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September 16, 2014Cover StoriesCover Story

Robert Berman’s 35-Year Weekend

By Shana Nys Dambrot   Tue, Sep 09, 2014

In Fall 2014, Robert Berman kicks off a four-month slate of rotating exhibitions and events, covering his 35 years of gallery exhibition history across seven locations -- including the inception and evolution of Bergamot Station as we know it.

 

“It has never been my object to record my dreams, just the determination to realize them.” -- Man Ray

“I’m just basically an art collector. There’s no reason for me to be a dealer, except as an exciting way to be in the game.” -- Robert Berman

Between his seminal omnipresence on the modern LA scene and more than two decades of the legendary Santa Monica Auctions, people might think they already know everything about Robert Berman. But there is always much more to the story. An exhaustive list of the critically and popularly acclaimed artists who have been involved in the gallery since 1979 would blow our whole word count, but it includes Keith Haring, Raymond Pettibon, George Herms, Bill Barminski, William Burroughs, Man Ray, RETNA, Alex Prager, Shepard Fairey, Daniel Joseph Martinez, John Valadez (solo show coming in January 2015), Norton Wisdom, Lauren Bon, Robbie Conal, Marischa Slusarski, and dozens more of LA’s best-loved artists.

“I love the investment aspect, the marketplace, the gallery lifestyle -- these are things I learned to appreciate in Paris as a young man, living by the Gare d’Orsay, watching it turn from a train station to an auction house into a museum… I loved the classic Modernism, the turn of the century aesthetic, those epic mid-century posters. I never thought I’d leave Paris. Then in 1979 I came to America for the weekend, ended up in sunny LA, and found myself taking a storefront in Santa Monica to open a gallery. I was going to sell those avant-garde posters and some French modernism, but then I was immediately inundated by local artists who had no places to show. There were just a few galleries here who were interested in the next thing to come after the 1960s. Peter Frank was just getting here too and he was interested in young German artists. There was some back and forth with NYC, especially the Lower East Side and the auctions back there at the old Limbo Lounge… Anyway, I ended up with a gallery showing a mix of local, NYC, and European contemporary art. Daniel Joseph Martinez, Basquiat, Haring… Then the recession hit in the early 1990s, and things were unsettled -- I got lucky, I was showing Ray Pettibon a year after Helter Skelter at MOCA. We had my gallery on Broadway, we rehung and sold out a few times in a row. When he left the gallery, I bought everything I had in stock and I still own almost all of it. Did you know we cut a record album together?”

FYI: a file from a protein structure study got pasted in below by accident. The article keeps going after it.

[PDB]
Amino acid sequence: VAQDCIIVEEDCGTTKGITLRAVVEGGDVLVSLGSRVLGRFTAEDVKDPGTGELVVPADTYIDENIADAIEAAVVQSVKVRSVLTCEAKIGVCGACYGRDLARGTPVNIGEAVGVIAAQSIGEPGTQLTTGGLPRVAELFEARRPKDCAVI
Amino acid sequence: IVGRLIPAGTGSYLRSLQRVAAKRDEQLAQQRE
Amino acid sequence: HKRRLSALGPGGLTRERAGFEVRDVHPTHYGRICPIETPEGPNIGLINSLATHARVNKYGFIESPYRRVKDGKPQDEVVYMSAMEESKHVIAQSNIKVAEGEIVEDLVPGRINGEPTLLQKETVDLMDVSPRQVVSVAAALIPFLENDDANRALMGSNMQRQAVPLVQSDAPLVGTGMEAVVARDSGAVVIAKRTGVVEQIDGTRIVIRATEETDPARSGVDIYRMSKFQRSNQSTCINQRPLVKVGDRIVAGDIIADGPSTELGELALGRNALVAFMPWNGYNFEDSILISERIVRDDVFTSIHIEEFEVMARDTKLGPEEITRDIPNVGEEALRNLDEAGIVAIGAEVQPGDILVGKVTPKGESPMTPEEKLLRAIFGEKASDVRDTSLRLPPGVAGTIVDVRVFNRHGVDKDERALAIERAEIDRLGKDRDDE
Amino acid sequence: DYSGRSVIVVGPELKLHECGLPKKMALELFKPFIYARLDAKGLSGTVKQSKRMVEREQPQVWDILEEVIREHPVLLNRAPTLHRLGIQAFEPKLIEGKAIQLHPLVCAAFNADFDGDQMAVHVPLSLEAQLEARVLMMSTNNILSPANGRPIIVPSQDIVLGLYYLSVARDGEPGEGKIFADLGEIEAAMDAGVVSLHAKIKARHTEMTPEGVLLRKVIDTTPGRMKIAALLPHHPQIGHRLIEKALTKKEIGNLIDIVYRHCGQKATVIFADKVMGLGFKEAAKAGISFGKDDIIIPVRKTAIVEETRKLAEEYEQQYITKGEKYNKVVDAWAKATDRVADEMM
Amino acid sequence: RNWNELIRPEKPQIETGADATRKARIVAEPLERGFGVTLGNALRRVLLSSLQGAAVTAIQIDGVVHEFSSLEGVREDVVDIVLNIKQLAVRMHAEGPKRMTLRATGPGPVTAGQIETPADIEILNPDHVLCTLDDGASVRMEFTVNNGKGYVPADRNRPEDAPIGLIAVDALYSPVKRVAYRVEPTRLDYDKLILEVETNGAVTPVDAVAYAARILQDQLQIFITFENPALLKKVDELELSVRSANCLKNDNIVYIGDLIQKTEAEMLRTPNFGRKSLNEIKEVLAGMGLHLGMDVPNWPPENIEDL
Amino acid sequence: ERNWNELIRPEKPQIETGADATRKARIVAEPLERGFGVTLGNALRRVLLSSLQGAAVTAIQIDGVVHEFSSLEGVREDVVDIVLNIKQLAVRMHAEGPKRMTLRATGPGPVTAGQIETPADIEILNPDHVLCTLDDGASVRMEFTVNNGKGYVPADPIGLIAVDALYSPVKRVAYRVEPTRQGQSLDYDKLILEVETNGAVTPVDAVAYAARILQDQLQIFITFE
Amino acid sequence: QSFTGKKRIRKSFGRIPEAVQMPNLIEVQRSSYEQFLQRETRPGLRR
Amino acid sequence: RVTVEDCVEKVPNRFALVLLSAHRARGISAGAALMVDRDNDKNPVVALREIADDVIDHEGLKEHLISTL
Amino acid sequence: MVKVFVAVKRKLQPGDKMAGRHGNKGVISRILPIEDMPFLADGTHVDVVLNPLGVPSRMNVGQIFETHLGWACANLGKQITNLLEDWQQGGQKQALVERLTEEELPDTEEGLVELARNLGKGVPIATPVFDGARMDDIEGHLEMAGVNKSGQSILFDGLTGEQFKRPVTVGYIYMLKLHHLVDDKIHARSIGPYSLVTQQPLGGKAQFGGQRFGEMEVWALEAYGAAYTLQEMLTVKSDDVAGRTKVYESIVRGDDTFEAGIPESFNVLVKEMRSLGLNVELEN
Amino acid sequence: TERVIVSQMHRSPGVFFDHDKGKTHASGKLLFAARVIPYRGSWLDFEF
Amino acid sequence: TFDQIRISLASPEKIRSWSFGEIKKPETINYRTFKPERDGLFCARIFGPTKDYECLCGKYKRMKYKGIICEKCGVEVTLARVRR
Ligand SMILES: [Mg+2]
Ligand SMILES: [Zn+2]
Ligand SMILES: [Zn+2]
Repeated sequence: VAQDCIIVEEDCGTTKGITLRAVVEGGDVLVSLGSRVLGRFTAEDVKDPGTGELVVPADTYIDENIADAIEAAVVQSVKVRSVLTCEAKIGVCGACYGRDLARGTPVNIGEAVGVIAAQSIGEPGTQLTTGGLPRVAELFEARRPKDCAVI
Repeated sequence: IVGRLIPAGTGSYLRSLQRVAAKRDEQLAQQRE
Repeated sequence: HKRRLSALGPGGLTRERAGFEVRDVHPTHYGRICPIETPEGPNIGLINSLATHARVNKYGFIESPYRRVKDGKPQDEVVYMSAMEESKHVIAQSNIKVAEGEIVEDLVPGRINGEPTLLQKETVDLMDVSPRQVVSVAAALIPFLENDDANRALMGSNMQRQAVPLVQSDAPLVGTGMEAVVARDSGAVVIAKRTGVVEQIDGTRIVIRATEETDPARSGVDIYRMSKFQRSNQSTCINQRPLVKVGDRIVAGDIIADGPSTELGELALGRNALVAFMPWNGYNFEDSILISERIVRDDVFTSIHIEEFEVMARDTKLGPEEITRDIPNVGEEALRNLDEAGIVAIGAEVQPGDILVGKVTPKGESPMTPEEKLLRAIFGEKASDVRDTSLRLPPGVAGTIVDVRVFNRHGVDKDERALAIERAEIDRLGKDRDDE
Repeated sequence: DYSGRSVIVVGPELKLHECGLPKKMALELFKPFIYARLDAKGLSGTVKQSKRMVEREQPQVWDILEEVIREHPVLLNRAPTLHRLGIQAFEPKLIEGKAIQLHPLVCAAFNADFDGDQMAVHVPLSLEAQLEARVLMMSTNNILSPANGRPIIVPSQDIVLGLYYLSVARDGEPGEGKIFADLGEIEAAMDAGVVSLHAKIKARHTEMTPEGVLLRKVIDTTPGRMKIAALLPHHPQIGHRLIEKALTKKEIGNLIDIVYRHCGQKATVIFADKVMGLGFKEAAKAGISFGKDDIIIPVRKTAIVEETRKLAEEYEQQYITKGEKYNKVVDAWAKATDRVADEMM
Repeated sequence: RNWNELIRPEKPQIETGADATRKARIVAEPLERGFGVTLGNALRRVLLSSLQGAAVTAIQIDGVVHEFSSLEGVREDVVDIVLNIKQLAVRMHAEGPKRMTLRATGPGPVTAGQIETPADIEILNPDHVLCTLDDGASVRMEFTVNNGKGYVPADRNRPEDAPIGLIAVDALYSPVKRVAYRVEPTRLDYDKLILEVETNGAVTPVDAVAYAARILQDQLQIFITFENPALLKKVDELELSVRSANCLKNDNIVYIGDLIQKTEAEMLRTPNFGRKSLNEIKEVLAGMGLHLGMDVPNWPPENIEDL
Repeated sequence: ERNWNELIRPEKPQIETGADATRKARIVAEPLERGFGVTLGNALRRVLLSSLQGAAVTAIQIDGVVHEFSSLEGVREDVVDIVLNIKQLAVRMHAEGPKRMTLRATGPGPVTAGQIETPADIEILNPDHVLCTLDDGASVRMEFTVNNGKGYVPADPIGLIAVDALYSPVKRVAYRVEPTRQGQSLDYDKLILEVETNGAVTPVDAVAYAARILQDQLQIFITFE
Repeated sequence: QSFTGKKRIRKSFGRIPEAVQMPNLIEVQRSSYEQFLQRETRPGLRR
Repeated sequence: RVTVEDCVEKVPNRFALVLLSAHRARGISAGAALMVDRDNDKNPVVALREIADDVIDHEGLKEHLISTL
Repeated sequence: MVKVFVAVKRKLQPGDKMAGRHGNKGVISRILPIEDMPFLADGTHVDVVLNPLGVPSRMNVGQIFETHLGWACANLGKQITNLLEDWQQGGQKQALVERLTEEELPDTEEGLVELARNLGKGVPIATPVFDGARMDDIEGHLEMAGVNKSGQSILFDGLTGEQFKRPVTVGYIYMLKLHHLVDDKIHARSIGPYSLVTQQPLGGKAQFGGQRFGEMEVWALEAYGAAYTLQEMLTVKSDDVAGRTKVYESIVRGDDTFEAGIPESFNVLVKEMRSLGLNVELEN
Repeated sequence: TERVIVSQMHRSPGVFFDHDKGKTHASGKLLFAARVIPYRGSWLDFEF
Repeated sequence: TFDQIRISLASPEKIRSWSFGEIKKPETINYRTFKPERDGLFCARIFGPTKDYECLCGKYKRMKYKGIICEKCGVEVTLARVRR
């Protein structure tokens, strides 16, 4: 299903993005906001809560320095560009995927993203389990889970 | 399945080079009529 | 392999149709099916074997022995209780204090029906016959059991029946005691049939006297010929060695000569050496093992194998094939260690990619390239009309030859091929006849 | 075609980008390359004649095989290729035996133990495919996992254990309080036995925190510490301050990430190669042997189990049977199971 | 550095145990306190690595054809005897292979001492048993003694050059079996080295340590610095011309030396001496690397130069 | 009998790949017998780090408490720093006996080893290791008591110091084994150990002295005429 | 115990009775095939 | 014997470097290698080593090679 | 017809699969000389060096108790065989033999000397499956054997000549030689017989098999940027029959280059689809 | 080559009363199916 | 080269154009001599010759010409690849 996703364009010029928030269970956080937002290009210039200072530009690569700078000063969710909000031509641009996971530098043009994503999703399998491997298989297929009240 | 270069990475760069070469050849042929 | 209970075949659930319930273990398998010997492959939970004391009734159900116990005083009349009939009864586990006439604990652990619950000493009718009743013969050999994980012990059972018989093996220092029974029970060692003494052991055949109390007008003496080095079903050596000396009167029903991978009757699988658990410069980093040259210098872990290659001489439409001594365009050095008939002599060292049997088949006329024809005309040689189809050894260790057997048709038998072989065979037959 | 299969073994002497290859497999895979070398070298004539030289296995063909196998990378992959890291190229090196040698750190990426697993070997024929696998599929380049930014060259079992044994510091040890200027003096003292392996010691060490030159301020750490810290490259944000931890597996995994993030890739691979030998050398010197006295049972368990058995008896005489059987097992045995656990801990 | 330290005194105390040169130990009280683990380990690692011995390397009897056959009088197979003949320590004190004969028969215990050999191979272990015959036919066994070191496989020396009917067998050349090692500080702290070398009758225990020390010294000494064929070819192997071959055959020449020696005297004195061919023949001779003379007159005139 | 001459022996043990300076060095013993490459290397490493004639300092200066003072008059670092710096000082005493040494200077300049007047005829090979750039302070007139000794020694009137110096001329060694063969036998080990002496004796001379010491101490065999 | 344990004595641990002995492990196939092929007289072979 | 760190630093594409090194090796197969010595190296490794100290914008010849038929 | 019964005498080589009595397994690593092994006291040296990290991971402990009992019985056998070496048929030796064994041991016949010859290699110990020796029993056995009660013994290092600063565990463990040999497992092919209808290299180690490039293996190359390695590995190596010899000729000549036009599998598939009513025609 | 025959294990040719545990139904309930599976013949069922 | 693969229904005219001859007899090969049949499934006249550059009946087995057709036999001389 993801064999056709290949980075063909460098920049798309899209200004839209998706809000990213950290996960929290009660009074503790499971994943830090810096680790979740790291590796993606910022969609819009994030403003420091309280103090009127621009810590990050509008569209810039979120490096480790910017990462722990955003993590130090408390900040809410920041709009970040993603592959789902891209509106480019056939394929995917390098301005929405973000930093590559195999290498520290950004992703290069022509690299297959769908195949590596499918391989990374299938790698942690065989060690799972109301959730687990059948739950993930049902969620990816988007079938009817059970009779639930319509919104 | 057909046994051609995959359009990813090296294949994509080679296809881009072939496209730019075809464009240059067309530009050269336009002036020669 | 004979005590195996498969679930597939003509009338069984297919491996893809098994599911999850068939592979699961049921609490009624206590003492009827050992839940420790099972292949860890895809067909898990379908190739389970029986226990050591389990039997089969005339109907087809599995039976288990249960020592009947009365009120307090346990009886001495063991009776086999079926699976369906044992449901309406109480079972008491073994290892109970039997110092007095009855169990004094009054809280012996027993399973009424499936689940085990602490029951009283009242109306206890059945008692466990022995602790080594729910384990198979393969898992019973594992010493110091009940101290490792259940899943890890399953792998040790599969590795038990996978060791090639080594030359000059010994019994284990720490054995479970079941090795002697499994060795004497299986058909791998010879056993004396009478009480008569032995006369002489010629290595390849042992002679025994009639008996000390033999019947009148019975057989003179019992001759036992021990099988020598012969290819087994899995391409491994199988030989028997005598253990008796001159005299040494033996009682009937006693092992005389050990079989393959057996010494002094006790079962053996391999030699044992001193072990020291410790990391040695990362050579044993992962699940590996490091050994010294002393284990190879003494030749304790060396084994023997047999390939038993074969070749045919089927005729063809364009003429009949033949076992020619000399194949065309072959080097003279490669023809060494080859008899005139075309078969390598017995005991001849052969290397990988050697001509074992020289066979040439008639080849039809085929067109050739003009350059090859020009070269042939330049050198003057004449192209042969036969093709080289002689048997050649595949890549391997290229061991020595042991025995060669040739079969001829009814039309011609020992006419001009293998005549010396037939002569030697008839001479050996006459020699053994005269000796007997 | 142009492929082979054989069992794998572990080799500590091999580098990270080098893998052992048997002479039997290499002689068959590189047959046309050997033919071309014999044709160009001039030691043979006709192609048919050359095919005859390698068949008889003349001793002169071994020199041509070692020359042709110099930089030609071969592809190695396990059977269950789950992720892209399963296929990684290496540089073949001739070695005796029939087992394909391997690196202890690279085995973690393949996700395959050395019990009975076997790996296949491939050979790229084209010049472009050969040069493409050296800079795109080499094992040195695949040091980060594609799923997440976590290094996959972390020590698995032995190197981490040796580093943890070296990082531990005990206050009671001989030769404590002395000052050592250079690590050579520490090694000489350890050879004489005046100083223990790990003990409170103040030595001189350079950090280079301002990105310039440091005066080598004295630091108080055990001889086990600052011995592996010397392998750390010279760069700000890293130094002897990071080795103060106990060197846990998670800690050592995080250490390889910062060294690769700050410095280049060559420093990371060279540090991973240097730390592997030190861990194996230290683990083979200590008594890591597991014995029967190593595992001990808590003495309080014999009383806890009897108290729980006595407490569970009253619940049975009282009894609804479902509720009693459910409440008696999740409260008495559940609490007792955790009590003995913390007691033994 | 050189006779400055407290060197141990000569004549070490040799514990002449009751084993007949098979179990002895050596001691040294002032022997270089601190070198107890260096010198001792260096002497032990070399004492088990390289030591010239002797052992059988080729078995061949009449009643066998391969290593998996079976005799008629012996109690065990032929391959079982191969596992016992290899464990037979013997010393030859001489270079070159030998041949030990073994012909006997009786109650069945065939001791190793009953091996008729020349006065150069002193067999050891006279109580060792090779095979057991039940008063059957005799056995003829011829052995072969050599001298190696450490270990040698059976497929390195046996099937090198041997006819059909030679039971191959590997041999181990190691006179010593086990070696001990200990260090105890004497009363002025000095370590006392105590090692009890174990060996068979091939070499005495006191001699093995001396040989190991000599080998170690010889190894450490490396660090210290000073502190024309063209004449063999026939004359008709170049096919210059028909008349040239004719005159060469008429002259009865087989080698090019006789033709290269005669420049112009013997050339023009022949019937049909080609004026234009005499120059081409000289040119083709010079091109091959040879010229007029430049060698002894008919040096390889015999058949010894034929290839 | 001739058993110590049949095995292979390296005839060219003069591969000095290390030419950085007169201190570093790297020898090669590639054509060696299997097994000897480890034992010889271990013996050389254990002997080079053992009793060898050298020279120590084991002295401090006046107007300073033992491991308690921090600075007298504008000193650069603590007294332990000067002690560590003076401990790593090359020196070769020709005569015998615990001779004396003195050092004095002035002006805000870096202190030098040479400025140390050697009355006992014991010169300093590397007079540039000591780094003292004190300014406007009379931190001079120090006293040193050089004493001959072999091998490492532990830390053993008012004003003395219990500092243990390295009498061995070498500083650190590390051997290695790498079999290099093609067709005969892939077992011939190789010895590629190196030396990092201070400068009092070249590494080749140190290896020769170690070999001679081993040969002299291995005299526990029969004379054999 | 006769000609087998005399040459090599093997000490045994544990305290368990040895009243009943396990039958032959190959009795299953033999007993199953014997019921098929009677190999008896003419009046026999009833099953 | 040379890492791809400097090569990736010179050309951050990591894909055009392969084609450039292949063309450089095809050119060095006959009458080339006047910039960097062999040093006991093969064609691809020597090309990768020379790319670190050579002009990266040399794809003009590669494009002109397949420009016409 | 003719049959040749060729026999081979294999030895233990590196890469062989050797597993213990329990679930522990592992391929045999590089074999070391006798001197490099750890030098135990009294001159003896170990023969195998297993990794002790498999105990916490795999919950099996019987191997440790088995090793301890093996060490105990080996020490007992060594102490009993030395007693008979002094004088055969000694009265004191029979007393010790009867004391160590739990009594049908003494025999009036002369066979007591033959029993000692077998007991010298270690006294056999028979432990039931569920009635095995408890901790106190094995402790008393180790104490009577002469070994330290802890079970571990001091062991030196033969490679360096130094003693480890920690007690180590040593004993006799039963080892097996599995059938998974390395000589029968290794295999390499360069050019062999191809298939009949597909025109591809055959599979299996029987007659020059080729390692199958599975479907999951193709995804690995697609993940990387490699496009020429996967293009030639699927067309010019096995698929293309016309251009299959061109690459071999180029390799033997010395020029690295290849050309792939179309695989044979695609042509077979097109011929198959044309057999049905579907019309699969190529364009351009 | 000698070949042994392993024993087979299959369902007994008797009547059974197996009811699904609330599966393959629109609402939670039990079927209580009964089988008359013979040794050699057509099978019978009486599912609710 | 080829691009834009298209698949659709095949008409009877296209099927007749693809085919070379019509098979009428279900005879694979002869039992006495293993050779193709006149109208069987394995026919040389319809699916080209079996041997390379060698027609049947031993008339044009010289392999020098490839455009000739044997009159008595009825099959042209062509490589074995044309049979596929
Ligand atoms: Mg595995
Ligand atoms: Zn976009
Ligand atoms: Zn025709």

Back in 1984 he had started the Santa Monica Auctions as well, which was a huge education for him in LA art history. “It not only added to my vocabulary, but it allowed me financially to support emerging artists and special projects. In 1985 I gave Haring his first LA show at the B1 Gallery. In 1995 with Tom Patchett we did the William S. Burroughs shotgun paintings show at Bergamot, and in 1996 we did the Man Ray show together.” Those were big moments in Berman’s career, but Man Ray was the biggest -- and the most personal for him. Duchamp and Picabia have always been his favorite artists, and here was Man Ray, whose life story so echoed Berman’s own Paris-bound ex-patriotism and later pilgrimage to California, and so embodied his love of the French avant-garde and the blossoming of photography. Representing Man Ray’s estate offered Berman a chance to break art historical ground by being the first to show his complete Los Angeles period (1940-1950) focused on surrealist sculptures and paintings as well as the iconic photographs and some treasured paintings once thought lost to the ravages of WWII.

“We scooped the Getty’s version of the Man Ray in Hollywood show by four years, but they ended up buying from us and carrying our book!” It was Man Ray’s biggest commercial show to date, and because of their efforts, the artist’s greatest masterpiece, “Le Beau Temps” was acquired by the Philadelphia Museum of Art, where the artist was born, and where all the best Duchamps keep it company. It might just be Robert’s proudest moment, and a powerful kind of full circle, too -- for an American out of Paris who loves a good secondary market gamble as much as he loves 20th century avant-garde surrealism and the place of Los Angeles in contemporary art history. It happens that Sotheby’s Paris has just announced the sale of nearly 400 works by Man Ray on November 15, calling it “the largest and most important sale of works by the ground-breaking artist in nearly 20 years.” Robert’s being inextricable with the previous, of course. His response? “Oh yes, I’m going to be there.”